RICHMOND, Va (WRIC) — Four months after a man riding a dirt bike collided with a Richmond police officer on Broad Street, several men were caught on camera Sunday riding all-terrain vehicles (ATV), doing stunts and reportedly running red lights.

Three men riding four-wheelers – two without helmets – were seen near the National Theater early Sunday evening over the course of two hours, according to a witness who decided to record some of the ordeal after he said he called 911 several times.

“Something bad could happen,” the Petersburg man said, who asked to remain anonymous for fear of retaliation. “They were popping wheelies, going in and out of traffic, going through lights.”

After the man said he called 911 the first time – around 5 p.m. – two subsequent attempts apparently failed to attract the attention of authorities to the location where he captured the dangerous driving. The drivers’ carelessness is similar to a scene on broad just several months ago.

The Richmond Police Department told 8News that officers were alerted to the situation on Broad Street, and were told to be on the lookout for the ATV drivers, but police said at the time of the calls, “patrol officers were already assigned to higher priority calls.”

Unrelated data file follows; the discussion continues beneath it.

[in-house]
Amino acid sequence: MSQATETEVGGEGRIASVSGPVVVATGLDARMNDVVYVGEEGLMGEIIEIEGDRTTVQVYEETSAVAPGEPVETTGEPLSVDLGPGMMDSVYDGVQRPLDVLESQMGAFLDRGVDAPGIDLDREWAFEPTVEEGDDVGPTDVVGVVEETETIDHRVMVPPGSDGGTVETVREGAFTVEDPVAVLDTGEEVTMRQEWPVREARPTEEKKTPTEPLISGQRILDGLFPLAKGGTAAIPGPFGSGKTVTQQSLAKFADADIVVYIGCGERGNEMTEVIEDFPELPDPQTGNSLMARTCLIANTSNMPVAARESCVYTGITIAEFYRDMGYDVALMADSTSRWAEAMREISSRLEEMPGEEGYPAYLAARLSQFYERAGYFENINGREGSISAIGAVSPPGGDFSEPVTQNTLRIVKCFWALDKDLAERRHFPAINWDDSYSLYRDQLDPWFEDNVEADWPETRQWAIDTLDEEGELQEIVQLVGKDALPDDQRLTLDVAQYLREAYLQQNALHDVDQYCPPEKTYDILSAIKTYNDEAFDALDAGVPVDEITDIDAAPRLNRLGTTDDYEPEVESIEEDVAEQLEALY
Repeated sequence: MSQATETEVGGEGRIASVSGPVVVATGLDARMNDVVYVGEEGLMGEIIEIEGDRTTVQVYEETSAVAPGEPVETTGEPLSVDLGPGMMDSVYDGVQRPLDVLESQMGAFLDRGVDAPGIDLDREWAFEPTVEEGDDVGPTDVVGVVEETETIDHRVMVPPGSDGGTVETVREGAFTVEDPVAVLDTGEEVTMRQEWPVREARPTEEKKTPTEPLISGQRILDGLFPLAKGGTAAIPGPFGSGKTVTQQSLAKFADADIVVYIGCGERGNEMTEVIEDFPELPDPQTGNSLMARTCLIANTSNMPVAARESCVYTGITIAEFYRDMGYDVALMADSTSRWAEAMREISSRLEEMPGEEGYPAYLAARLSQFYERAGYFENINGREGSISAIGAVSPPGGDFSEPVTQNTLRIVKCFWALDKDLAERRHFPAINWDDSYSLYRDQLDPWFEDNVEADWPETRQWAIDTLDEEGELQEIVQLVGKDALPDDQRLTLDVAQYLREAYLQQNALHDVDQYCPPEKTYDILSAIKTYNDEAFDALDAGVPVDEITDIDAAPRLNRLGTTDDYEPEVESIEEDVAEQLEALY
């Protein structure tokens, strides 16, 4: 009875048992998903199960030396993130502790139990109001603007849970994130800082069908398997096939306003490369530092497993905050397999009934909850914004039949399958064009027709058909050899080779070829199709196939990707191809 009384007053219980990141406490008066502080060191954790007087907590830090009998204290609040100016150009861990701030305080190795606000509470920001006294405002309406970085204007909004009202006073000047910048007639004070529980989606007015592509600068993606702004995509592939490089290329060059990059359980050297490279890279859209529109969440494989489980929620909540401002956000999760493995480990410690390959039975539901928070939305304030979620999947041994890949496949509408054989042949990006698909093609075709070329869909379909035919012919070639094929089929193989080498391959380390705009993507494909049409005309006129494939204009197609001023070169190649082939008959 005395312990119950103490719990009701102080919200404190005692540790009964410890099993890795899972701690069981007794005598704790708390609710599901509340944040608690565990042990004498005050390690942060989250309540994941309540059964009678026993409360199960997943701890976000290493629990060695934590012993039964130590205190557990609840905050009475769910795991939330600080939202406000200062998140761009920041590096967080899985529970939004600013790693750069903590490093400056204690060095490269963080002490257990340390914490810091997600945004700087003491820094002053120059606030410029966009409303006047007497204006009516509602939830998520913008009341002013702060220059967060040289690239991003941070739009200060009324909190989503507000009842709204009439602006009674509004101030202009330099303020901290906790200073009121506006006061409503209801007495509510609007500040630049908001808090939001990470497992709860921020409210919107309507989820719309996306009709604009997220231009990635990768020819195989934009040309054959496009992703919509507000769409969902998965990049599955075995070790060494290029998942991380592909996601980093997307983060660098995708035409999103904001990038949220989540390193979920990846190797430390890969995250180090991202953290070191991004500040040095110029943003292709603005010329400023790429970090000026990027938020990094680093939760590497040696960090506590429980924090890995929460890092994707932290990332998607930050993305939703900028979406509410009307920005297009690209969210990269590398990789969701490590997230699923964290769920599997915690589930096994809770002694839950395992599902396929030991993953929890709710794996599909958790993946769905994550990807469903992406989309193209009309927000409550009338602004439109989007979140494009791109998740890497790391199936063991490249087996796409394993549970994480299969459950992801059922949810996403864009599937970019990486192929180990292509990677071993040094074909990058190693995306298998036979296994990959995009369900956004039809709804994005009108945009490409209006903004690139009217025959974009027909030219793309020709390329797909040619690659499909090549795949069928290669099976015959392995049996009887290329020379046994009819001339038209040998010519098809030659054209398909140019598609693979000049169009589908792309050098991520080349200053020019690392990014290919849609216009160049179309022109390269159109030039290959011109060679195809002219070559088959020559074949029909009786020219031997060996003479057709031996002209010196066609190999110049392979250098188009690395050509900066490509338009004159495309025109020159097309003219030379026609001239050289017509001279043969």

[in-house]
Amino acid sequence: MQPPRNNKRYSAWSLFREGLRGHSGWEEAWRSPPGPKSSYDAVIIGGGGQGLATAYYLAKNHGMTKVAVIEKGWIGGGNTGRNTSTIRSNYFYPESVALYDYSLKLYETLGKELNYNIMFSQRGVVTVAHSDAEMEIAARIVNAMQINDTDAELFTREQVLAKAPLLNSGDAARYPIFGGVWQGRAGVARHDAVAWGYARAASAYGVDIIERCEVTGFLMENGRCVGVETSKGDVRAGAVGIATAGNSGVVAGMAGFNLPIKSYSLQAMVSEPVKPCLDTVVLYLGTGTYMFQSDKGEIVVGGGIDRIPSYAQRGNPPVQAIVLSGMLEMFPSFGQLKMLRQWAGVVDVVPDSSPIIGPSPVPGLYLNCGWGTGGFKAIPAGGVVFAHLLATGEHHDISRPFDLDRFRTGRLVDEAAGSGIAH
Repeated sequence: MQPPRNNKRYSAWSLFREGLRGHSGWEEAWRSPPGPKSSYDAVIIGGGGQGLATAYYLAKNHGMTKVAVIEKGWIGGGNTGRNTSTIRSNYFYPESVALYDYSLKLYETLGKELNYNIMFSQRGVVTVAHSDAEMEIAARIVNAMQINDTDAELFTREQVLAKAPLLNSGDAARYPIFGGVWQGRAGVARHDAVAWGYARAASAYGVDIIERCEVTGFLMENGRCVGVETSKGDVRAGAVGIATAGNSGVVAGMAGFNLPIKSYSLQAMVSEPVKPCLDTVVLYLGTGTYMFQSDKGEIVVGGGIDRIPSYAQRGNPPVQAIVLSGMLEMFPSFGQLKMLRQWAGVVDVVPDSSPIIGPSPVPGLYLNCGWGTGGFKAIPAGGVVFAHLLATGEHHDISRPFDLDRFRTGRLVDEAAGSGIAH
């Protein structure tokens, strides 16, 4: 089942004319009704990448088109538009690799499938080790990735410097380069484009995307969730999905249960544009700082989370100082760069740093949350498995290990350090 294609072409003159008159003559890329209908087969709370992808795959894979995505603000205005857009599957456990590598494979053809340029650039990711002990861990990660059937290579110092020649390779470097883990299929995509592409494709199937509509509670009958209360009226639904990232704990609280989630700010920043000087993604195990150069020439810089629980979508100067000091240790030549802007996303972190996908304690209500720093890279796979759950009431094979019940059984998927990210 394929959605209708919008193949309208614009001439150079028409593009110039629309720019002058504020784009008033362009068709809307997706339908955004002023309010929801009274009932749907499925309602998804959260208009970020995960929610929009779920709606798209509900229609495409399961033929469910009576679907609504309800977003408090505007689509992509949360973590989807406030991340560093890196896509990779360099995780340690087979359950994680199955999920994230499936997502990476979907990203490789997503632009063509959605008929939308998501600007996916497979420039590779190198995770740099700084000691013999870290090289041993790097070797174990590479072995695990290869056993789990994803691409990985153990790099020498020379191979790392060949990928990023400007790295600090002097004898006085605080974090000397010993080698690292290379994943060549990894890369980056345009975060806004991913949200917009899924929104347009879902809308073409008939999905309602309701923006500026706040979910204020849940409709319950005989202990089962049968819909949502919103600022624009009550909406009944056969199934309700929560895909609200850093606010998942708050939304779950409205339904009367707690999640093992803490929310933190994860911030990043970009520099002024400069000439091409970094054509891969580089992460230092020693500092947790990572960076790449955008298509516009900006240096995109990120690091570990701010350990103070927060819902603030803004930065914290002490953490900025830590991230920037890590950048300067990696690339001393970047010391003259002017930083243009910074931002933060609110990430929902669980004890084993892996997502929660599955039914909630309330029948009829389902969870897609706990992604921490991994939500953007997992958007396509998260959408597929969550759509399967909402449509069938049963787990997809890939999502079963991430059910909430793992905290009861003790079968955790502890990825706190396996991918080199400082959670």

A potential danger to other motorists and pedestrians, one of the riders opted to stand on the seat, while crouched over the moving ATV.

While waiting for any officers to arrive, the witness hit record to show proof of what was happening.

“This is a problem. Maybe they [police] will respond to an accident that’s caused by that. They can’t fix it if they aren’t responding to the actual problem,” he said.

“But they’re also going against the traffic. To me it was, sort of, crazy,” the witness added.

In January, a man collided with a Richmond police officer on West Broad Street near the Virginia Commonwealth University campus, reportedly leaving the officer with head injuries before leaving the scene.

According to Virginia state code, no ATVs “shall be operated on any public highway or other public property” unless otherwise approved by authorities. In addition, the code reads, “riders of such all-terrain vehicles shall wear approved helmets.”

Mayor Levar Stoney and Chief Gerald Smith have previously been outspoken about this kind of behavior, after the January incident.

State code details that anyone who is charged with driving an ATV on public roads could be fined up to $500 — a civil penalty. However, reckless driving charges involve a minimum $250 fine, and if there’s an accident, consequences get stiffer.